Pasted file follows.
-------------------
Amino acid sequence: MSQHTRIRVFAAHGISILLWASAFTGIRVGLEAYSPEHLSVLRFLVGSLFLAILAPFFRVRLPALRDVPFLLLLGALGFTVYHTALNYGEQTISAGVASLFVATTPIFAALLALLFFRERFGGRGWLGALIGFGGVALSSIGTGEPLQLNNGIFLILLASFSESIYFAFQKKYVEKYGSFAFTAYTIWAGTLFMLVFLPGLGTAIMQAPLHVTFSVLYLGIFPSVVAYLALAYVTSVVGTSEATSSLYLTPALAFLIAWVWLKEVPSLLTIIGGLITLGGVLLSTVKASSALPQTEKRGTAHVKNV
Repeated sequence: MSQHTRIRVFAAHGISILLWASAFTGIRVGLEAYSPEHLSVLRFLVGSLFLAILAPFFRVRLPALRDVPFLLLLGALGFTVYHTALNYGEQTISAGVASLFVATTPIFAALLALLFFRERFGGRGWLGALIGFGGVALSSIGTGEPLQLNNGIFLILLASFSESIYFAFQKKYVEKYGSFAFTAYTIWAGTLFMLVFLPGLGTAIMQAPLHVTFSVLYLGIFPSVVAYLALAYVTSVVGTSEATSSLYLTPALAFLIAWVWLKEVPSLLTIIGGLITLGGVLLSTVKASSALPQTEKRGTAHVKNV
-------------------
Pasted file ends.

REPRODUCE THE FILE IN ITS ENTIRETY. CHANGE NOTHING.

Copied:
Amino acid sequence: MSQHTRIRVFAAHGISILLWASAFTGIRVGLEAYSPEHLSVLRFLVGSLFLAILAPFFRVRLPALRDVPFLLLLGALGFTVYHTALNYGEQTISAGVASLFVATTPIFAALLALLFFRERFGGRGWLGALIGFGGVALSSIGTGEPLQLNNGIFLILLASFSESIYFAFQKKYVEKYGSFAFTAYTIWAGTLFMLVFLPGLGTAIMQAPLHVTFSVLYLGIFPSVVAYLALAYVTSVVGTSEATSSLYLTPALAFLIAWVWLKEVPSLLTIIGGLITLGGVLLSTVKASSALPQTEKRGTAHVKNV
Repeated sequence: MSQHTRIRVFAAHGISILLWASAFTGIRVGLEAYSPEHLSVLRFLVGSLFLAILAPFFRVRLPALRDVPFLLLLGALGFTVYHTALNYGEQTISAGVASLFVATTPIFAALLALLFFRERFGGRGWLGALIGFGGVALSSIGTGEPLQLNNGIFLILLASFSESIYFAFQKKYVEKYGSFAFTAYTIWAGTLFMLVFLPGLGTAIMQAPLHVTFSVLYLGIFPSVVAYLALAYVTSVVGTSEATSSLYLTPALAFLIAWVWLKEVPSLLTIIGGLITLGGVLLSTVKASSALPQTEKRGTAHVKNV